It sounds very cliché; however I love special care dentistry because I believe that we really make a difference to quality of life for vulnerable and excluded groups in our population. Special care dentistry takes a holistic view, and considers that wider picture of how we can help – treating the person, not just the teeth.
The satisfaction of providing care for a patient group with so many other challenges in their lives is very important to me. Teeth and dental health can impact day-to-day living in so many ways, and we need to ensure that access to oral healthcare is not compromised due to medical or social issues. There are so many inequalities in society that often those with the greatest need are neglected, in preference of treating the most demanding.
JP: What are the most challenging aspects?
SB: It can be emotionally demanding to deal with a patient group with so many complex issues. Provision of care for a dying patient, or those undergoing chemotherapy or other cancer treatment can be exhausting. We often need to obtain information from a wide group of healthcare professionals, family members, and coordinating a wider group of people can be frustrating.
As in any service, there are decisions to be made on a daily basis that involve a careful balance of risk and benefit to the patient. It is really important to have a close peer support network to discuss those challenging cases, where there is often no right or wrong answer. I am very lucky in my training post currently to have so much support, advice and experience available from my consultants, fellow trainees, nurses and the wider dental team.
Sometimes the dentistry itself is challenging due to physical access – factors that increase disease or reduce the chances of ‘success’ of our treatment can be outside of our control. The role can be physically demanding, with us ending up in strange and varied operating positions!
JP: What are the most enjoyable aspects of being a speciality trainee in SCD?
SB: Feeling like you have done the right thing. It is very satisfying to achieve care for a patient where it has not been possible in any other way. Whether we have used our behaviour management skills, IV sedation or general anaesthetic, achieving oral health so that the patient can get on with their life is immensely satisfying.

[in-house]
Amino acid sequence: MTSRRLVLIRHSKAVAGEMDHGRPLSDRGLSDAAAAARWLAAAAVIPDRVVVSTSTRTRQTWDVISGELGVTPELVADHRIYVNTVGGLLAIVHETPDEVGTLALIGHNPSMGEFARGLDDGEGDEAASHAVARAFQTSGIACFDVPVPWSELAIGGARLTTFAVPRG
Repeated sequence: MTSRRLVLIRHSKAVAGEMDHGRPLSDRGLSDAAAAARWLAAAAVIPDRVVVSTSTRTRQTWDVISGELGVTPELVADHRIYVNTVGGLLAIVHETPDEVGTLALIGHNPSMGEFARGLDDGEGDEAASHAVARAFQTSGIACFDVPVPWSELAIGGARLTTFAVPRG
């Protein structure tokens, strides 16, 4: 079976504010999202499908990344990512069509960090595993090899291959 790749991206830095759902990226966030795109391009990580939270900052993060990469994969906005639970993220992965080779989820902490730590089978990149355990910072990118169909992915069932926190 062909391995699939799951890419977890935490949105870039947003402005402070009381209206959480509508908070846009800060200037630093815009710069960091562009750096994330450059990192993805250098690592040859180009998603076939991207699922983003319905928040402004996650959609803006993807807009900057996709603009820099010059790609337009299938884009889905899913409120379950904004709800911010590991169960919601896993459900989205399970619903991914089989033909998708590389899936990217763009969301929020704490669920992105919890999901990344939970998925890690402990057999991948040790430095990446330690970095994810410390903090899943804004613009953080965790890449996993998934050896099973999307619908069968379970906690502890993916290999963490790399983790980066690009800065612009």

Being part of the SCD team is also enjoyable, as is having a shared purpose, with each and every member of the team contributing to the care of the patient gives a great sense of camaraderie. There is a lot of humour in special care dentistry, and as staff we are much richer from the experiences our patients have. The glimpse into their daily challenges makes us put our own lives in perspective and realise how lucky we are.
JP: Which skills in particular are the most important for people working within this area of dentistry?
SB: Well, where to start? Compassion is very important, as is a sense of empathy for our patients and the difficult situations they may be in.
Communication skills (with patients, their families and carers, other healthcare staff), verbally and non-verbally are something that comes with time, but SCD does demand an insight into how we come across, how our behaviours and attitudes can affect our patients, and the people we need to work with as a team to achieve the best outcomes for them.
There is a level of academic demand, as we need to have a good deal of theoretical knowledge around medical conditions, physiology and psychology. We need to know up-to-date legal frameworks and guidelines, just the same as other aspects of dentistry.
We need patience and perseverance to be able to set and achieve realistic goals within the context of that patient’s wider life, and the determination to provide the best possible care for those we have the privilege to be involved with.
JP: What tips do you have for young dentists who may be anxious about working in SCD?
SB: This is such a rewarding specialty. Our patients are people who happen to have additional complexity – but don’t we all in one way or another? We do need to be thorough to identify all issues, but with a ‘can do’ attitude. Some skills such as communication, empathy and building rapport with patients takes experience to build – so there’s no time like the present to start!
Having said that, every professional has their own particular strengths, and SCD may not suit some people’s personalities or priorities, just as other specialities don’t suit mine. Deciding on a career path only begins after graduation, and I have been lucky in choosing a pathway that I feel is right for me. As a group, SCD teams are enthusiastic, supportive and truly have the best interests of their patients at heart. The skills you build in SCD will be invaluable in other areas of dentistry, and in life in general.